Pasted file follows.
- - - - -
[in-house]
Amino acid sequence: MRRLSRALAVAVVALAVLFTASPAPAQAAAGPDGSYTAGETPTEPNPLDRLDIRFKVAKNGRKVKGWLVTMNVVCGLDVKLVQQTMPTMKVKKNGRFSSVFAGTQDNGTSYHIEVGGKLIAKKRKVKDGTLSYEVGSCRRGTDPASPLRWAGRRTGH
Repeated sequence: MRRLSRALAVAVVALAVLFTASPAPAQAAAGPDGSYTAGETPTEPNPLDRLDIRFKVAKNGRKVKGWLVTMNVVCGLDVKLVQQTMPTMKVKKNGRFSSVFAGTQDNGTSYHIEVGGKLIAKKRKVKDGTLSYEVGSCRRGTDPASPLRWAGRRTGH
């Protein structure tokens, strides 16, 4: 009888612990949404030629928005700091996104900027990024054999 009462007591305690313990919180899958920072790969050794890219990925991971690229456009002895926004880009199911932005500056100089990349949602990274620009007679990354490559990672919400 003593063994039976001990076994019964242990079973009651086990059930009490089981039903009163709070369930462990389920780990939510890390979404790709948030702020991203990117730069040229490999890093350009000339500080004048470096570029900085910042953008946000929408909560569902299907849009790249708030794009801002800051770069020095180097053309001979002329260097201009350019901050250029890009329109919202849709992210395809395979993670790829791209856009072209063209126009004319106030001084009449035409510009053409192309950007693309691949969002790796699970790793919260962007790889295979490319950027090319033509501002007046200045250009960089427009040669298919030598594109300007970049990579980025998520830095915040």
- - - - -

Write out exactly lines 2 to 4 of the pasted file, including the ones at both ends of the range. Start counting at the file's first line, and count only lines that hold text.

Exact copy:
Amino acid sequence: MRRLSRALAVAVVALAVLFTASPAPAQAAAGPDGSYTAGETPTEPNPLDRLDIRFKVAKNGRKVKGWLVTMNVVCGLDVKLVQQTMPTMKVKKNGRFSSVFAGTQDNGTSYHIEVGGKLIAKKRKVKDGTLSYEVGSCRRGTDPASPLRWAGRRTGH
Repeated sequence: MRRLSRALAVAVVALAVLFTASPAPAQAAAGPDGSYTAGETPTEPNPLDRLDIRFKVAKNGRKVKGWLVTMNVVCGLDVKLVQQTMPTMKVKKNGRFSSVFAGTQDNGTSYHIEVGGKLIAKKRKVKDGTLSYEVGSCRRGTDPASPLRWAGRRTGH
């Protein structure tokens, strides 16, 4: 009888612990949404030629928005700091996104900027990024054999 009462007591305690313990919180899958920072790969050794890219990925991971690229456009002895926004880009199911932005500056100089990349949602990274620009007679990354490559990672919400 003593063994039976001990076994019964242990079973009651086990059930009490089981039903009163709070369930462990389920780990939510890390979404790709948030702020991203990117730069040229490999890093350009000339500080004048470096570029900085910042953008946000929408909560569902299907849009790249708030794009801002800051770069020095180097053309001979002329260097201009350019901050250029890009329109919202849709992210395809395979993670790829791209856009072209063209126009004319106030001084009449035409510009053409192309950007693309691949969002790796699970790793919260962007790889295979490319950027090319033509501002007046200045250009960089427009040669298919030598594109300007970049990579980025998520830095915040």